'There are several million faces that have not been analyzed'

Google engineer uses AI to identify previously anonymous faces in Holocaust-era photos

From Numbers to Names founder Daniel Patt says his software can provide users with 10 possible matches to any random photo in a matter of seconds

Reporter at The Times of Israel

Photos sorted with AI process by From Numbers to Names to determine the identities of people in the photos. (Yad Vashem and USHMM)
Photos sorted with AI process by From Numbers to Names to determine the identities of people in the photos. (Yad Vashem and USHMM)

Madeline Paul’s grandfather died when she was 11, so finding a never-before-seen wartime photo of the Holocaust survivor was unexpected, she said.

“I wish I had asked him more questions,” said Paul. “Finding the photo of him in a Displaced Persons camp in Germany was meaningful to me,” the 18-year-old told The Times of Israel.

The discovery of the image with Paul’s grandfather — Stanley Leopold Paul — was facilitated by From Numbers to Names (N2N), which uses AI software to help people identify relatives and others in photographs from before, during and after the Holocaust.

“N2N allows you to search Holocaust-era photos by face. You upload a ‘query photo,’ which could be of a relative or someone you’re researching, and N2N will return the top 10 photos that are mostly likely to include the person you’re searching for,” said N2N founder Daniel Patt.

The fiscally-sponsored nonprofit project was featured on “The View,” NPR, and in The New York Times. Patt said the surge in global antisemitism following the October 7 massacres in Israel catalyzed him to accelerate volunteer work on N2N.

“Our latest estimate is that we’re able to search through a few million faces. We think there are at least another several million faces that have not yet been analyzed,” Patt told The Times of Israel. Many matches have been made this winter, added Patt.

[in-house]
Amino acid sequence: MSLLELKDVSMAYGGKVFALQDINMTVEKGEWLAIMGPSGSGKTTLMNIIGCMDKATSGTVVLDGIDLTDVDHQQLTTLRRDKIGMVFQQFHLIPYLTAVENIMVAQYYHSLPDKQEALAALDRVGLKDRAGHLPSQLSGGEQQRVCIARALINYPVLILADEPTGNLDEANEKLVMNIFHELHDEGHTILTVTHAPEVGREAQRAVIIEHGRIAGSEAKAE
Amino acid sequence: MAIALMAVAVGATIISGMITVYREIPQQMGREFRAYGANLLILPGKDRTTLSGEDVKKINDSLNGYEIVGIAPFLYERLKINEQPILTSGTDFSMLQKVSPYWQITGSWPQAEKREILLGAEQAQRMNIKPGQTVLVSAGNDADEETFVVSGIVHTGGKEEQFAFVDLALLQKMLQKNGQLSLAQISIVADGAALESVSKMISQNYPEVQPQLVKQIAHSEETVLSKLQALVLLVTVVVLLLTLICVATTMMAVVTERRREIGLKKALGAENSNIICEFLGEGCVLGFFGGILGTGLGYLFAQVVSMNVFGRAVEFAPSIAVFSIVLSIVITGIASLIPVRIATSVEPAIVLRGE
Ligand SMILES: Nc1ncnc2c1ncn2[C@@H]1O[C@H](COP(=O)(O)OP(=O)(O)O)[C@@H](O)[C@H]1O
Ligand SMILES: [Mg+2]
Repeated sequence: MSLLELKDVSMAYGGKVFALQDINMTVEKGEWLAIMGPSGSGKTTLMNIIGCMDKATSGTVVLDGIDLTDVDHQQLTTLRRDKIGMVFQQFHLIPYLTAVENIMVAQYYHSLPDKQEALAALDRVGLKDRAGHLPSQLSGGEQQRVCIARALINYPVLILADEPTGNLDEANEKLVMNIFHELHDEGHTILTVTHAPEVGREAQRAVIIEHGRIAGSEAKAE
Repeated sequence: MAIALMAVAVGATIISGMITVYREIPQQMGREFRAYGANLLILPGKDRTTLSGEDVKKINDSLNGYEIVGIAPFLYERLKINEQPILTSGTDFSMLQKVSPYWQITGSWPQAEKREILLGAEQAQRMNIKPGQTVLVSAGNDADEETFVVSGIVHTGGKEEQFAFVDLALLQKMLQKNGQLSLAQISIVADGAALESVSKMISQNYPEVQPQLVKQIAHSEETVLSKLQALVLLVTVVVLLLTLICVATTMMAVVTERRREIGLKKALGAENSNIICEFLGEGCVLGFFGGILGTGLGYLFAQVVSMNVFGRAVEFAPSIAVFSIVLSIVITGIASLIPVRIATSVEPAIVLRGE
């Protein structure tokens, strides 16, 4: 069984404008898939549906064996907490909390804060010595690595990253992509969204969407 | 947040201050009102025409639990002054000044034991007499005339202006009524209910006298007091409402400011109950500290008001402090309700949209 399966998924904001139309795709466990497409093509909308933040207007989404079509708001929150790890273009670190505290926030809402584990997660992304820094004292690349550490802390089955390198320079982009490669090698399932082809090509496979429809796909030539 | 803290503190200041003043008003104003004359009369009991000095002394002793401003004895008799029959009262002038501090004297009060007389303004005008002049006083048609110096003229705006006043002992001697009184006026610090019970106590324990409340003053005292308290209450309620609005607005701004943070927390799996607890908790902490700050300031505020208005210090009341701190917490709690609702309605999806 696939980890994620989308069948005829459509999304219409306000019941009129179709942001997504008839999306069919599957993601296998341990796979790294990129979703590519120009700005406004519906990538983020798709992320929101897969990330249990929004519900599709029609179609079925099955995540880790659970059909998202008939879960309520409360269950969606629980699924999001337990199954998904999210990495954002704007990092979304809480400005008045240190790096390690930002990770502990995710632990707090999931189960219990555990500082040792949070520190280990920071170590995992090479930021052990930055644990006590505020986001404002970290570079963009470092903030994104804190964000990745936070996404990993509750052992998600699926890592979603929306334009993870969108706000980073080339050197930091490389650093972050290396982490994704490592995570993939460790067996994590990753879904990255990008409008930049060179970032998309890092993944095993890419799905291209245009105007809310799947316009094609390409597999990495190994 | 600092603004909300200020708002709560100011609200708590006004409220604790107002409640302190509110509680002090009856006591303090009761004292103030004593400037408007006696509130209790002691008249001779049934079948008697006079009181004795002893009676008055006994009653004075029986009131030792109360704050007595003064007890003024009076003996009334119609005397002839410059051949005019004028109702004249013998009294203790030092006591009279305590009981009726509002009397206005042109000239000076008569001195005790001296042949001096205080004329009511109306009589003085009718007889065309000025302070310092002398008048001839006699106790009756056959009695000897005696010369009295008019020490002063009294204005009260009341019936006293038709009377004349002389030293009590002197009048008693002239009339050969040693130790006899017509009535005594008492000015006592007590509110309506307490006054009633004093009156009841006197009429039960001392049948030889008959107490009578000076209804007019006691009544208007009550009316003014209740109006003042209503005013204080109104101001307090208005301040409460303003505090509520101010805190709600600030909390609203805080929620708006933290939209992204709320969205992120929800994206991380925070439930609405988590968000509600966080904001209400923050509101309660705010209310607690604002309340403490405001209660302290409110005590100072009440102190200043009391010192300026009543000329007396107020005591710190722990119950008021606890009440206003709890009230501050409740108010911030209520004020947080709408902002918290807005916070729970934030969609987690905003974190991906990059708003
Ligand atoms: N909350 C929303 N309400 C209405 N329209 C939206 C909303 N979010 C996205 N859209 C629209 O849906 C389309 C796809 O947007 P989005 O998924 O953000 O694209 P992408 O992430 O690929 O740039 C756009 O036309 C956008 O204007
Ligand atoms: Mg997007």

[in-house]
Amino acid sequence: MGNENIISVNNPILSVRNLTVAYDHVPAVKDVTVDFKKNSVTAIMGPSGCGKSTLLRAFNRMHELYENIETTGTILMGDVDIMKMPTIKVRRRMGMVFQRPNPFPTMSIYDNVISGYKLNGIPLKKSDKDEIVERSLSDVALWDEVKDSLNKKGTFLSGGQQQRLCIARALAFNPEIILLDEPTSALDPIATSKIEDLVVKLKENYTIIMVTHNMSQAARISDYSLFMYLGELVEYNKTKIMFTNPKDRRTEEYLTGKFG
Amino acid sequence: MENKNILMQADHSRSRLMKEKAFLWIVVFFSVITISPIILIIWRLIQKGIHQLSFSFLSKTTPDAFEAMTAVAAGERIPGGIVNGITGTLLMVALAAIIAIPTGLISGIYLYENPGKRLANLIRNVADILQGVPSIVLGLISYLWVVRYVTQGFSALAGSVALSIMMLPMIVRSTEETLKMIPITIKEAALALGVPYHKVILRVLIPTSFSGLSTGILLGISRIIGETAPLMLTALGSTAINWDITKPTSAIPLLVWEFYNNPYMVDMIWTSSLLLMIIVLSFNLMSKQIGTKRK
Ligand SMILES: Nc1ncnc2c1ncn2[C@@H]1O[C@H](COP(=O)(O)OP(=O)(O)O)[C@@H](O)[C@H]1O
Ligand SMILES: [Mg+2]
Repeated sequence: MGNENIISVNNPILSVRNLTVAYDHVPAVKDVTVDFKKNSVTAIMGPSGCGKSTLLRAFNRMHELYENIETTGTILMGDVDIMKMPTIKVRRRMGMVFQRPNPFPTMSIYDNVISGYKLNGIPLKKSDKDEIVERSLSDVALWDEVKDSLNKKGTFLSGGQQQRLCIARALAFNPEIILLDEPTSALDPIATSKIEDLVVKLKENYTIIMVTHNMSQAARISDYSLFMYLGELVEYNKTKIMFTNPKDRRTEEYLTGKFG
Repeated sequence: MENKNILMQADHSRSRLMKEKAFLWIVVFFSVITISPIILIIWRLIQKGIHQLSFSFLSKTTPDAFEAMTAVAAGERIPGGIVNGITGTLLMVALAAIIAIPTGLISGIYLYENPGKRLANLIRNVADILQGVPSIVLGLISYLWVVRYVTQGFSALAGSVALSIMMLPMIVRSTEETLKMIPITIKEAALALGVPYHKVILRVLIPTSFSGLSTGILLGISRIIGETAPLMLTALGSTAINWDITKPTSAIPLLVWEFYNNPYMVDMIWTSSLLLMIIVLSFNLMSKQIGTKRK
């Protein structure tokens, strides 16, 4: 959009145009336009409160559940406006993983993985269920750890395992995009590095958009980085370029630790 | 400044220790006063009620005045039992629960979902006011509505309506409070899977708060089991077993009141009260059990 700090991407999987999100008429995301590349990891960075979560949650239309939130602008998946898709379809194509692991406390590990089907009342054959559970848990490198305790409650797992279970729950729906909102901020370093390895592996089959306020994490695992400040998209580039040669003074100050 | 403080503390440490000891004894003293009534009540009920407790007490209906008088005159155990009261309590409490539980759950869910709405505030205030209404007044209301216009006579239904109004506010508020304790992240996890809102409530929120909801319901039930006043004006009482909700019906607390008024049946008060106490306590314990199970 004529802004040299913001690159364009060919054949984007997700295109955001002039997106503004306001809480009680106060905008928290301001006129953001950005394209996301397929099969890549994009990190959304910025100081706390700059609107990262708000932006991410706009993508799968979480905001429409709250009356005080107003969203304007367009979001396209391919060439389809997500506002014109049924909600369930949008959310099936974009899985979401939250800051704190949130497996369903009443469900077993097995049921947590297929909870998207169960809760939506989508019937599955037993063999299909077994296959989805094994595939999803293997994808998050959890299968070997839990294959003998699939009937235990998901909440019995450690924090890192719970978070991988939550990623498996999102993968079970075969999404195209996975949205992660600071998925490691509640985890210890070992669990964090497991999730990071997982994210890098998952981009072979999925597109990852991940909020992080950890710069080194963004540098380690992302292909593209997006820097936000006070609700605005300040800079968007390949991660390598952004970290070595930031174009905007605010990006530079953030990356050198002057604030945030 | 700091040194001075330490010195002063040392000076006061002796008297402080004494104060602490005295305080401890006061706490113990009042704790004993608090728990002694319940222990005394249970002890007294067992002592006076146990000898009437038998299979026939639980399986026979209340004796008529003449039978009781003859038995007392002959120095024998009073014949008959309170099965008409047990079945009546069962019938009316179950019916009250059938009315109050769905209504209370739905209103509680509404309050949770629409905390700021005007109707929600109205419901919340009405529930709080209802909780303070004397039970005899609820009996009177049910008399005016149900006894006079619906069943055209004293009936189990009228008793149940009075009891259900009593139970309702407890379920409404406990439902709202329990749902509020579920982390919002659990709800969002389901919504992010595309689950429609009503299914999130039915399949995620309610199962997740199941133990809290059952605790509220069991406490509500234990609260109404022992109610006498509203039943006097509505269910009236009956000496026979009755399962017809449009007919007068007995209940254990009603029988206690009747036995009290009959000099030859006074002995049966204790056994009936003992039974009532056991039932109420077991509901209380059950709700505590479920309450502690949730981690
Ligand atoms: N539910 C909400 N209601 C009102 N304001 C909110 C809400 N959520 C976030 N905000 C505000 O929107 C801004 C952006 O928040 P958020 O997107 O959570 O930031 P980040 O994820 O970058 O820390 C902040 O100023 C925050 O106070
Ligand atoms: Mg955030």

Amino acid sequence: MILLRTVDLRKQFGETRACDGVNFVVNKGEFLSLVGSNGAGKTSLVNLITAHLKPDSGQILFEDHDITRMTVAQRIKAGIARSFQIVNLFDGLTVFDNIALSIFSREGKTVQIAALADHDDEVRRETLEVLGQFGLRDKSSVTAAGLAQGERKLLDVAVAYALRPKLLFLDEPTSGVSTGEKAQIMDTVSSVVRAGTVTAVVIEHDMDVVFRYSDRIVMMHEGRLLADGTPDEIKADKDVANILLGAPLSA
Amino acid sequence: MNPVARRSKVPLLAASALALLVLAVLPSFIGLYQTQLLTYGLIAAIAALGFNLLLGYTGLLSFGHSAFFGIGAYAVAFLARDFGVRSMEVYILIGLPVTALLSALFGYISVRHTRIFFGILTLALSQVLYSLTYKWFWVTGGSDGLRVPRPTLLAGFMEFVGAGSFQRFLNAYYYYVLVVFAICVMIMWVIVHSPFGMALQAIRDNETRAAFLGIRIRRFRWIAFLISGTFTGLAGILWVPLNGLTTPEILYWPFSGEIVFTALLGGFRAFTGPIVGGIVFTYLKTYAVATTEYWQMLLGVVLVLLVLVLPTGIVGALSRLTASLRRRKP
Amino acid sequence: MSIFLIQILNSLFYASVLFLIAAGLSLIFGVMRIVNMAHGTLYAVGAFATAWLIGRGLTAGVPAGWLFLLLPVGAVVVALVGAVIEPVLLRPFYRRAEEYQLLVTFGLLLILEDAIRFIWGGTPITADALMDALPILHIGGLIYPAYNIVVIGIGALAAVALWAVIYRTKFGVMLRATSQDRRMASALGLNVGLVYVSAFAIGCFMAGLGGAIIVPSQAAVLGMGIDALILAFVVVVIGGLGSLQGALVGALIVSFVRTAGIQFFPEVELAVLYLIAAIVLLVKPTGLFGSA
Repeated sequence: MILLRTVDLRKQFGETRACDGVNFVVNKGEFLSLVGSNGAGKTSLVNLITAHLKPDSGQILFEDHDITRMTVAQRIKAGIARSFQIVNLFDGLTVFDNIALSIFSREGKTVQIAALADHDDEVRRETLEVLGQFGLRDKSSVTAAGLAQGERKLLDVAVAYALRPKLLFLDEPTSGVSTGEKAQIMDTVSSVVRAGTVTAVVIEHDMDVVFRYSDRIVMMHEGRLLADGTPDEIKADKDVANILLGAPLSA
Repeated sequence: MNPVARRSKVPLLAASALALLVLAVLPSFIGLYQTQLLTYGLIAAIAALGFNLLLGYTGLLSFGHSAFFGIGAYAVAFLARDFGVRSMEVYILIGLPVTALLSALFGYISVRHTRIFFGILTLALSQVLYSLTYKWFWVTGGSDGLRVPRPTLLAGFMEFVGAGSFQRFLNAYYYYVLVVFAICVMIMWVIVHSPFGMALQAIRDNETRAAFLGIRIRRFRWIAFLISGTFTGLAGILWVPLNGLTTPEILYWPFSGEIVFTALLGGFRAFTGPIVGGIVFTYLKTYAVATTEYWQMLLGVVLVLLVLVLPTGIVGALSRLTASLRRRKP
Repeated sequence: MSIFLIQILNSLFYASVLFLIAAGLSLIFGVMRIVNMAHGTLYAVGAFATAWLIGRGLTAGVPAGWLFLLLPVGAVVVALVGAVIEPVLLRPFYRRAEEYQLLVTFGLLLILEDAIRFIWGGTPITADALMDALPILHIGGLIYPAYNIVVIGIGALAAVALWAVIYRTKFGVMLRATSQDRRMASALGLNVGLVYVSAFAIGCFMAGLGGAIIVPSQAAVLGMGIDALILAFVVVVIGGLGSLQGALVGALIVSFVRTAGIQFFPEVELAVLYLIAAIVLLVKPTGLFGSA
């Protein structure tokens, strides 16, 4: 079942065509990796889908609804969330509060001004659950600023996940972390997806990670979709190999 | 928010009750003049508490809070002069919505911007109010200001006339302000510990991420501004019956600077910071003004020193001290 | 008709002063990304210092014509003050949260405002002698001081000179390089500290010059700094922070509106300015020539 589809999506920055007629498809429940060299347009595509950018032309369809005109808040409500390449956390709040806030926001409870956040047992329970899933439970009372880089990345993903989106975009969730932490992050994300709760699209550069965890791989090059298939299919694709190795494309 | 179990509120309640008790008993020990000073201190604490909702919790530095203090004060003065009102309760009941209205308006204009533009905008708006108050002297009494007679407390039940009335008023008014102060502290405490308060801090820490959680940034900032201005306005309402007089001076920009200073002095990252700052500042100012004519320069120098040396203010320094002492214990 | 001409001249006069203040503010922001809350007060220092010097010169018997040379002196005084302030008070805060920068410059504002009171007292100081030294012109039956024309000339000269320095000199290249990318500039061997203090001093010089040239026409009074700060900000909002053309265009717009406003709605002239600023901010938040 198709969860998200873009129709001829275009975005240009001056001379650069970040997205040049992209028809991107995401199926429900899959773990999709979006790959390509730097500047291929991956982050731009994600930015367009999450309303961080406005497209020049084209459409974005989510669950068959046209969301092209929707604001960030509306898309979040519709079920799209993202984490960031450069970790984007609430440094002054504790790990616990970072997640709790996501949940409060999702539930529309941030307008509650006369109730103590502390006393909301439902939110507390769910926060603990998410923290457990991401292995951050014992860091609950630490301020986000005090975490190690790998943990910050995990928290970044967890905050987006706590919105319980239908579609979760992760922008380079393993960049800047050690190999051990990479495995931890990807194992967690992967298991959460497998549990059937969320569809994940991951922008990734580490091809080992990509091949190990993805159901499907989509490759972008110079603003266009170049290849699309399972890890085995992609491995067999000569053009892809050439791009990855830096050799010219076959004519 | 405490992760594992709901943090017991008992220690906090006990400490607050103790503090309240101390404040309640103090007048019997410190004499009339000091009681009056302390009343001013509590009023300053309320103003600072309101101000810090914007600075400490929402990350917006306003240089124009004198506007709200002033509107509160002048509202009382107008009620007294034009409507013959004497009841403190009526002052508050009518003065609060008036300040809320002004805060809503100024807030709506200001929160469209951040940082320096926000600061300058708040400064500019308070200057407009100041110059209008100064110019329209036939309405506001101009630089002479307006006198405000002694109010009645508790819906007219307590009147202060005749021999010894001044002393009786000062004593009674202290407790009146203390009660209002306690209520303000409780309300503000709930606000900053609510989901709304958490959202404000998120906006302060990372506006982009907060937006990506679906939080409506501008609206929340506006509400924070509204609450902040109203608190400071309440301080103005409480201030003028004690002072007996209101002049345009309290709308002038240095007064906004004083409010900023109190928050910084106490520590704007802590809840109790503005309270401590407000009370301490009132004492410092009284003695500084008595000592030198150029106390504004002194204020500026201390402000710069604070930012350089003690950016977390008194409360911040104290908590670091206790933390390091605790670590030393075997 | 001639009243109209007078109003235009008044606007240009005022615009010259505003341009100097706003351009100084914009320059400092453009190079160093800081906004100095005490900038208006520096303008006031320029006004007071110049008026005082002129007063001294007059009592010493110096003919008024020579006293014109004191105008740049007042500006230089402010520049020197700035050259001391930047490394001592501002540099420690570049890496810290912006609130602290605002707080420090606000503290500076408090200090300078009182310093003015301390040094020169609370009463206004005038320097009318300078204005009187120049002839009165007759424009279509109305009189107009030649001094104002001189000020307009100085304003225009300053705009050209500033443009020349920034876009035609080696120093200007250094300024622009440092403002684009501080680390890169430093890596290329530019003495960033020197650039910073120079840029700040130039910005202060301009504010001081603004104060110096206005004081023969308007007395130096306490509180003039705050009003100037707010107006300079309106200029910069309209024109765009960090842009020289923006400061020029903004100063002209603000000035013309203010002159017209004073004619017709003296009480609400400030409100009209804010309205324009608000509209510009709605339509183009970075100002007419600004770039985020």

Daniel Patt, founder of From Numbers to Names. (Courtesy)

Last year, N2N partnered with a New York high school where students helped identify people in photos using Patt’s custom-made, domain-specific machine learning system. Plans are underway to reach more schools.

“As students help confirm potential identifications provided by the software, they end up spending a lot of time looking at the people in these Holocaust photo collections; trying to determine who they were and what their lives were like, it’s hard for students not to feel a connection to the people in these photos,” said Patt, a software engineer at Google.

Family history reclaimed, one face at a time

Michael Paul — Madeline’s father — told The Times of Israel about his daughter’s efforts to help people in the community use N2N software following the discovery of the image with his father.

“Some elderly people asked Madeline to help and she found results — photos — for them to look through to identify a possible match,” said Paul.

In a photo unearthed by From Numbers to Names, the father of Michael Paul can be seen wearing a beige suit in the bottom row, with friends’ arms around him. (USHMM)